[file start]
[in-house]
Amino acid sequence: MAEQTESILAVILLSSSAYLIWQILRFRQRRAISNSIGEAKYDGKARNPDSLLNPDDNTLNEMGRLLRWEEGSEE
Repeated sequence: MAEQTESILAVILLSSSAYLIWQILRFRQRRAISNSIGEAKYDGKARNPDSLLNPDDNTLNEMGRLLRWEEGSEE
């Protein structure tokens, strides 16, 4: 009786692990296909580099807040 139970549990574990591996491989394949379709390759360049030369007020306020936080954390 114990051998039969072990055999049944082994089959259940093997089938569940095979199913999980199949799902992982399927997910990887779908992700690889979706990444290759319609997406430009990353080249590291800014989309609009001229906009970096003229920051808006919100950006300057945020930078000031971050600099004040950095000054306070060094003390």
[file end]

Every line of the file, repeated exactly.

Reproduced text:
[in-house]
Amino acid sequence: MAEQTESILAVILLSSSAYLIWQILRFRQRRAISNSIGEAKYDGKARNPDSLLNPDDNTLNEMGRLLRWEEGSEE
Repeated sequence: MAEQTESILAVILLSSSAYLIWQILRFRQRRAISNSIGEAKYDGKARNPDSLLNPDDNTLNEMGRLLRWEEGSEE
């Protein structure tokens, strides 16, 4: 009786692990296909580099807040 139970549990574990591996491989394949379709390759360049030369007020306020936080954390 114990051998039969072990055999049944082994089959259940093997089938569940095979199913999980199949799902992982399927997910990887779908992700690889979706990444290759319609997406430009990353080249590291800014989309609009001229906009970096003229920051808006919100950006300057945020930078000031971050600099004040950095000054306070060094003390």